>>> The original symptom was when 2 mandatory service refs were satisfied on different
threads at once: the 2nd wasn't recognized so the component never got activated.
>>> This is easily solved by synchronizing but this introduces risk of deadlocks
(my first attempt, https://issues.apache.org/jira/secure/attachment/12522537/FELIX-3456-1.diff)
>>> We tried some partly asynchronous approaches such as https://issues.apache.org/jira/secure/attachment/12523313/FELIX-3456-4.diff.
 Unless there's a timeout (presumably due to deadlock) this gets all service events processed
before the thread exits from its first call into SCR.  However this can result in service
events getting processed later than one expects possibly on a different thread.  On further
thought we concluded that a service event must be processed fully before the service registration
call returns.  We therefore don't think any kind of asynchronous approach will work.
>>> We've discovered the anti-circular-dependency clause in the spec (112.3.5) but
it appears to be overly biased towards SCR-only graphs of services.  We are leaning towards
thinking that SCR also needs to consider:
>>> - an activate method registers a service that satisfies an optional dependency
of a component being activated by scr on the same thread.
>>> - the same, except the activate method starts a new thread to register the service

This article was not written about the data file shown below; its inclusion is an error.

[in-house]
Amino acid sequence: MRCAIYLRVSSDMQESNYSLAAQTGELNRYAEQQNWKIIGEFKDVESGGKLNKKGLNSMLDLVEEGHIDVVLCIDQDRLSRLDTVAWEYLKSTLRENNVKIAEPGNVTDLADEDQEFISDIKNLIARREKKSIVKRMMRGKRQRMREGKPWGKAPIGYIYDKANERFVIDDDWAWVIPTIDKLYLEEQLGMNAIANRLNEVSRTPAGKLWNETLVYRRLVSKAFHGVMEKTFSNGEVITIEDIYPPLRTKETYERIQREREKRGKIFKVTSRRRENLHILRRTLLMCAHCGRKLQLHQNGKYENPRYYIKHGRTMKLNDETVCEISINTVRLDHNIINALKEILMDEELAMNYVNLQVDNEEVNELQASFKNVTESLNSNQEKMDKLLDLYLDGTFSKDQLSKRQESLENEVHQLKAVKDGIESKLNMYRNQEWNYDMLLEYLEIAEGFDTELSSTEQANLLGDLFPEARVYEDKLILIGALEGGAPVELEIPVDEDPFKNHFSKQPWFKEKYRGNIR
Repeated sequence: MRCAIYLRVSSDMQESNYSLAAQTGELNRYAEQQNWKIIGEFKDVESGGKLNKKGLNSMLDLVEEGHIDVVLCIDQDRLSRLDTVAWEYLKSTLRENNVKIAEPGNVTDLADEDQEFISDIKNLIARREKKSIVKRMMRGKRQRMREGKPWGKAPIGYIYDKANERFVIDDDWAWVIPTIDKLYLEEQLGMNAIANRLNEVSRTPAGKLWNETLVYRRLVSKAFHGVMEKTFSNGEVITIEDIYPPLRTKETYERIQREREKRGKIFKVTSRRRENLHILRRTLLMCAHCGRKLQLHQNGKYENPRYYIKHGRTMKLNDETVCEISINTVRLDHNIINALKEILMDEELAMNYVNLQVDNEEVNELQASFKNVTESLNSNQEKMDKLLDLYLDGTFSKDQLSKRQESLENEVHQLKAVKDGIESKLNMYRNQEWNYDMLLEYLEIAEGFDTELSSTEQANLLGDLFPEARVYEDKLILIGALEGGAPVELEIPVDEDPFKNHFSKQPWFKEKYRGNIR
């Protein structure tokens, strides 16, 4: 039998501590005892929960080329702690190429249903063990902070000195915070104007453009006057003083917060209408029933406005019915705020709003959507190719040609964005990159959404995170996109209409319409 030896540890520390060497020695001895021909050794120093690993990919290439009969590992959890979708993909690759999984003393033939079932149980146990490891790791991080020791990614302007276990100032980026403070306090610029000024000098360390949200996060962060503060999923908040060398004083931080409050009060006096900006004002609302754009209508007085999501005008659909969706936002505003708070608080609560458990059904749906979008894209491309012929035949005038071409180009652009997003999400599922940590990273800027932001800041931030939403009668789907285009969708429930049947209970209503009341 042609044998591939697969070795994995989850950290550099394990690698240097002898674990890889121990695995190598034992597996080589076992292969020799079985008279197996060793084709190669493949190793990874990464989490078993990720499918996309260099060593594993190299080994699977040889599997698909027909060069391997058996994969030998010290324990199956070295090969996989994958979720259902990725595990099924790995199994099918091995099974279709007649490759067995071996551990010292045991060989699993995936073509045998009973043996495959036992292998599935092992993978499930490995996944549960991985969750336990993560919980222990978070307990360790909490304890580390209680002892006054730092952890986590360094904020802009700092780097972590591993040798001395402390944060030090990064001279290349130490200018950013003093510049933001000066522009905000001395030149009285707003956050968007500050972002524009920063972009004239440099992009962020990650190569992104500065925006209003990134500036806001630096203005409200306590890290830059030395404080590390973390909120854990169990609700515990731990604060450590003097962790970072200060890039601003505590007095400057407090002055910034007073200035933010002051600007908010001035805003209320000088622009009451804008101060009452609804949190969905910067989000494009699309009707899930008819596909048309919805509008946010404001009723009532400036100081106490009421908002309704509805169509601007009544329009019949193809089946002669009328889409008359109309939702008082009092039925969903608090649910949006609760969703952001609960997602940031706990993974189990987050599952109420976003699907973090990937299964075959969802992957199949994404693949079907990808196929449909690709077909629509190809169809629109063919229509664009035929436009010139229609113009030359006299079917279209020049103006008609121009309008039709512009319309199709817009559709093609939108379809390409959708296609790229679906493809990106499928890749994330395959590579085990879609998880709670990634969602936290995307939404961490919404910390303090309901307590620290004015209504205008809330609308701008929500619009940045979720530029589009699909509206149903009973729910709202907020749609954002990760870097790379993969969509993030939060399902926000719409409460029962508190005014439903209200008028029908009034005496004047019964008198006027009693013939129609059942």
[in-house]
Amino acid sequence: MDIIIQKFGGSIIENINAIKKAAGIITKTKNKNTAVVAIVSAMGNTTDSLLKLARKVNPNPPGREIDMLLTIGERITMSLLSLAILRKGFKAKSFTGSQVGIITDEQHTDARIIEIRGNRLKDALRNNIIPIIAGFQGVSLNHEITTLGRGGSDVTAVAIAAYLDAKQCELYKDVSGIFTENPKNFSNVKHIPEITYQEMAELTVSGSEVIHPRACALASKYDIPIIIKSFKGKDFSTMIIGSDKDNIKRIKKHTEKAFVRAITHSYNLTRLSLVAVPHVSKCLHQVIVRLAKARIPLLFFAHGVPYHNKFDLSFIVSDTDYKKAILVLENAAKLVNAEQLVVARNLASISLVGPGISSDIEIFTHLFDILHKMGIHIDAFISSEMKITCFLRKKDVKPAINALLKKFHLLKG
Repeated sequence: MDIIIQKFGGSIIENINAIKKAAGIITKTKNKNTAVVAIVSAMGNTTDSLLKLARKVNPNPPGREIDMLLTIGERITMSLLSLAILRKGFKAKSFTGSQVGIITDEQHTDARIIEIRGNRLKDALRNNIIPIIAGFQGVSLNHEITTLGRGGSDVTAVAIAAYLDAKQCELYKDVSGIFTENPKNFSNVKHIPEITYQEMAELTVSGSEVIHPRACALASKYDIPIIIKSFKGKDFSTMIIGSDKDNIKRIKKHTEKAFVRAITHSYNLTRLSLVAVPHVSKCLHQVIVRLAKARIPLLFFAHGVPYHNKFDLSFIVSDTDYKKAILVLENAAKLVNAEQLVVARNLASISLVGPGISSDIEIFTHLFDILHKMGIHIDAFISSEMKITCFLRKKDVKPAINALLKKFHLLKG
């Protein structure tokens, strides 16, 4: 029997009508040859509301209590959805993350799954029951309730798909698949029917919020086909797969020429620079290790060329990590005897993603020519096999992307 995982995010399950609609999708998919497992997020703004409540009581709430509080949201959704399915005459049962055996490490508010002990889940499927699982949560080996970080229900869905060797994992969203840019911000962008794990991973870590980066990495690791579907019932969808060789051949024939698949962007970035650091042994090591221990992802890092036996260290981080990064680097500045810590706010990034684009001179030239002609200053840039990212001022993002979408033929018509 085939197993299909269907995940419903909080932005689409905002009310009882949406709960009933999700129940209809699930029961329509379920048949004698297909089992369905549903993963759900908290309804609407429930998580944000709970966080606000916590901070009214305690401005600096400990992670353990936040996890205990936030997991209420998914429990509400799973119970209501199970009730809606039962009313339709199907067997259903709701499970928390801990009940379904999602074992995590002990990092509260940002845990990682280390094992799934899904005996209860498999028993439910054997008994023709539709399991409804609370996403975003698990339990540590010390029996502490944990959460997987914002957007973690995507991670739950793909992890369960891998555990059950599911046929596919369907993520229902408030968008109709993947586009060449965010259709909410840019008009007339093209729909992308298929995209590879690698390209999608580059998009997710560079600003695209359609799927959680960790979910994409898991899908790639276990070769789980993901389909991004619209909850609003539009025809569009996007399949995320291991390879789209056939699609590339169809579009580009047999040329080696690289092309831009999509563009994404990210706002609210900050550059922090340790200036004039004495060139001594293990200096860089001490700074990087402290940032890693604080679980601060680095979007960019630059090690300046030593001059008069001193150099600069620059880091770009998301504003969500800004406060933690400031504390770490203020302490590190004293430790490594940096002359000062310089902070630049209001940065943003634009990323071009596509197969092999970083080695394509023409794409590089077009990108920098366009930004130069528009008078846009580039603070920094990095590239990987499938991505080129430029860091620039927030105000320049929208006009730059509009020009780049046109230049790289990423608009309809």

and waits for it to complete.
>>> Another scenario to consider is
>>> components C1 and C2 registering as services, each with an optional dynamic dependency
on the other.  If one starts, and then the other, there is no problem, they both get references
to the other.  If they both start at the same time in separate threads (either because they
are in different bundles or because they get activated due to mandatory references being satisfied)
and register the services while the other is in the Activating state, a simple lock over the
service event processing will result in deadlock.  Furthermore, to get the correct result,
at least one of the services has to be bound while the component to which is is binding is
in the Activating state.
>>> It looks like the situation can be simplified a bit by considering, for service
events, whether the dependency will result in a state change: if it's optional or mandatory
but not the only satisfying service, it won't, but if it's mandatory and the first satisfying
service, it will.  We can calculate this before calling any bind methods or activate methods.
 After determining this, we know the final state of the component.
>>> We're considering whether some kind of 2-stage lock would work:
>>> one level can change the state and blocks all other threads
>>> the other level can't change the state and lets stuff like service events for
non-state-changing service references be processed according to the final state of the component.
(e.g. activating will let bind methods be called on the under-configuration object).
>>> This does not yet consider bundle event driven state changes or deactivation
or delayed component creation or service factories.
>>> Comments and more scenarios to consider are more than welcome.
>>> thanks
>>> david jencks